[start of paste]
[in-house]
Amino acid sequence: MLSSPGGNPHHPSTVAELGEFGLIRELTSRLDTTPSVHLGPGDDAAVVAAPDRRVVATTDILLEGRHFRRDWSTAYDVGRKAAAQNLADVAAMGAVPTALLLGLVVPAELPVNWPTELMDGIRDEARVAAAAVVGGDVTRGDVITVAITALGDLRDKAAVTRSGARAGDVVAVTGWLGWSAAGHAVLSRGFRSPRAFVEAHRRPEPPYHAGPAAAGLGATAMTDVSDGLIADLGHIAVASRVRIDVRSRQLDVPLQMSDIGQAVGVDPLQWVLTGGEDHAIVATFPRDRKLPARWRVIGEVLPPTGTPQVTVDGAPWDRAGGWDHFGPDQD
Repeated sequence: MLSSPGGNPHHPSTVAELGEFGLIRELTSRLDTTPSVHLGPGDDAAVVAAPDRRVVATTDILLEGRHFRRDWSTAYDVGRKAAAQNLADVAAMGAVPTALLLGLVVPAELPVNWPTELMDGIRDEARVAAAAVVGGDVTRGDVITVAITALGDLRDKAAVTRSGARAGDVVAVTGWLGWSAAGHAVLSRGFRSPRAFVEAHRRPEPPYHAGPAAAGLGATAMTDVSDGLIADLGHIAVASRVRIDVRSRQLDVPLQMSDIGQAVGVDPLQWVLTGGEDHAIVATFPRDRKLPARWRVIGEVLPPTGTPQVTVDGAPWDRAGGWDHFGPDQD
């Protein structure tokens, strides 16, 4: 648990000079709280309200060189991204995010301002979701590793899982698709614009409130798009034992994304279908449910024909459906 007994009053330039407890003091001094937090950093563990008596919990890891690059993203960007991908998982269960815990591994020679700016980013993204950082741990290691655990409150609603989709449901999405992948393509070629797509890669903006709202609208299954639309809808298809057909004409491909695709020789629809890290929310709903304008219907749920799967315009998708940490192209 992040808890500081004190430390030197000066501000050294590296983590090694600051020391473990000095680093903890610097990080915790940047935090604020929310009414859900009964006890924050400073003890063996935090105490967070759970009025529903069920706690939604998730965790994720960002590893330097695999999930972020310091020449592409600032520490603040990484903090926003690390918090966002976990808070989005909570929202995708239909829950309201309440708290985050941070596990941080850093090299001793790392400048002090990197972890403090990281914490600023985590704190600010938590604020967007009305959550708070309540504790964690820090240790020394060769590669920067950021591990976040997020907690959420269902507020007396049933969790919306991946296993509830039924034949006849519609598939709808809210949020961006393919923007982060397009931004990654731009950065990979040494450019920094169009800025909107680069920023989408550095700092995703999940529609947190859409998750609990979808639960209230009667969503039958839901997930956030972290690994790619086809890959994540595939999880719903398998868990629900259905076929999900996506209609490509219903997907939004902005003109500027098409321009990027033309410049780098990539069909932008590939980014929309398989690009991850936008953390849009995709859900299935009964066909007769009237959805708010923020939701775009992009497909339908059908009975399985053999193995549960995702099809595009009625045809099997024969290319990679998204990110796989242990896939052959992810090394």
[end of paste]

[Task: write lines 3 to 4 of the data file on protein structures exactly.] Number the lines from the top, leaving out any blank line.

Repeated sequence: MLSSPGGNPHHPSTVAELGEFGLIRELTSRLDTTPSVHLGPGDDAAVVAAPDRRVVATTDILLEGRHFRRDWSTAYDVGRKAAAQNLADVAAMGAVPTALLLGLVVPAELPVNWPTELMDGIRDEARVAAAAVVGGDVTRGDVITVAITALGDLRDKAAVTRSGARAGDVVAVTGWLGWSAAGHAVLSRGFRSPRAFVEAHRRPEPPYHAGPAAAGLGATAMTDVSDGLIADLGHIAVASRVRIDVRSRQLDVPLQMSDIGQAVGVDPLQWVLTGGEDHAIVATFPRDRKLPARWRVIGEVLPPTGTPQVTVDGAPWDRAGGWDHFGPDQD
């Protein structure tokens, strides 16, 4: 648990000079709280309200060189991204995010301002979701590793899982698709614009409130798009034992994304279908449910024909459906 007994009053330039407890003091001094937090950093563990008596919990890891690059993203960007991908998982269960815990591994020679700016980013993204950082741990290691655990409150609603989709449901999405992948393509070629797509890669903006709202609208299954639309809808298809057909004409491909695709020789629809890290929310709903304008219907749920799967315009998708940490192209 992040808890500081004190430390030197000066501000050294590296983590090694600051020391473990000095680093903890610097990080915790940047935090604020929310009414859900009964006890924050400073003890063996935090105490967070759970009025529903069920706690939604998730965790994720960002590893330097695999999930972020310091020449592409600032520490603040990484903090926003690390918090966002976990808070989005909570929202995708239909829950309201309440708290985050941070596990941080850093090299001793790392400048002090990197972890403090990281914490600023985590704190600010938590604020967007009305959550708070309540504790964690820090240790020394060769590669920067950021591990976040997020907690959420269902507020007396049933969790919306991946296993509830039924034949006849519609598939709808809210949020961006393919923007982060397009931004990654731009950065990979040494450019920094169009800025909107680069920023989408550095700092995703999940529609947190859409998750609990979808639960209230009667969503039958839901997930956030972290690994790619086809890959994540595939999880719903398998868990629900259905076929999900996506209609490509219903997907939004902005003109500027098409321009990027033309410049780098990539069909932008590939980014929309398989690009991850936008953390849009995709859900299935009964066909007769009237959805708010923020939701775009992009497909339908059908009975399985053999193995549960995702099809595009009625045809099997024969290319990679998204990110796989242990896939052959992810090394």